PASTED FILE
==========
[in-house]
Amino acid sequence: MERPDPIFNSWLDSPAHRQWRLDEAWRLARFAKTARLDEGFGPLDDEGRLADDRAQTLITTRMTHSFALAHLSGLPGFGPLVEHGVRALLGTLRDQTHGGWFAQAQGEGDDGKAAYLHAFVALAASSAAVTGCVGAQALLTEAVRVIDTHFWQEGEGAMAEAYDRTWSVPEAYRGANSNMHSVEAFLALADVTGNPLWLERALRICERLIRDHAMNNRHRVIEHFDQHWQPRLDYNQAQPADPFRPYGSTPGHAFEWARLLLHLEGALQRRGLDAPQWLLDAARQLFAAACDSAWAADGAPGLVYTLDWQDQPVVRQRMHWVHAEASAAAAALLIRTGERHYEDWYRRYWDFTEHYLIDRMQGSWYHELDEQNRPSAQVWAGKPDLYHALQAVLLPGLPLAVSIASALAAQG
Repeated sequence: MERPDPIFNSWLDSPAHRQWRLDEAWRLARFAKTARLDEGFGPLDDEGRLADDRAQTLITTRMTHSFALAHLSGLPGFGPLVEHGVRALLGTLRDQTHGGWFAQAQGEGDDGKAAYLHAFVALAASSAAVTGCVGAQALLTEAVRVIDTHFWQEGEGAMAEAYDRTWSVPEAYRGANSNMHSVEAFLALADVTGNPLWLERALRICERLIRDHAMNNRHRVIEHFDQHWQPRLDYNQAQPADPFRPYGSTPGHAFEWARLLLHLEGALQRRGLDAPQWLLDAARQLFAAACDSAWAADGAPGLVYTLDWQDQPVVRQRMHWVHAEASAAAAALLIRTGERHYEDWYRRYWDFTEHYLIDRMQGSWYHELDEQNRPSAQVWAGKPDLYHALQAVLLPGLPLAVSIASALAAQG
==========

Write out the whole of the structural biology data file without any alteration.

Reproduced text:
[in-house]
Amino acid sequence: MERPDPIFNSWLDSPAHRQWRLDEAWRLARFAKTARLDEGFGPLDDEGRLADDRAQTLITTRMTHSFALAHLSGLPGFGPLVEHGVRALLGTLRDQTHGGWFAQAQGEGDDGKAAYLHAFVALAASSAAVTGCVGAQALLTEAVRVIDTHFWQEGEGAMAEAYDRTWSVPEAYRGANSNMHSVEAFLALADVTGNPLWLERALRICERLIRDHAMNNRHRVIEHFDQHWQPRLDYNQAQPADPFRPYGSTPGHAFEWARLLLHLEGALQRRGLDAPQWLLDAARQLFAAACDSAWAADGAPGLVYTLDWQDQPVVRQRMHWVHAEASAAAAALLIRTGERHYEDWYRRYWDFTEHYLIDRMQGSWYHELDEQNRPSAQVWAGKPDLYHALQAVLLPGLPLAVSIASALAAQG
Repeated sequence: MERPDPIFNSWLDSPAHRQWRLDEAWRLARFAKTARLDEGFGPLDDEGRLADDRAQTLITTRMTHSFALAHLSGLPGFGPLVEHGVRALLGTLRDQTHGGWFAQAQGEGDDGKAAYLHAFVALAASSAAVTGCVGAQALLTEAVRVIDTHFWQEGEGAMAEAYDRTWSVPEAYRGANSNMHSVEAFLALADVTGNPLWLERALRICERLIRDHAMNNRHRVIEHFDQHWQPRLDYNQAQPADPFRPYGSTPGHAFEWARLLLHLEGALQRRGLDAPQWLLDAARQLFAAACDSAWAADGAPGLVYTLDWQDQPVVRQRMHWVHAEASAAAAALLIRTGERHYEDWYRRYWDFTEHYLIDRMQGSWYHELDEQNRPSAQVWAGKPDLYHALQAVLLPGLPLAVSIASALAAQG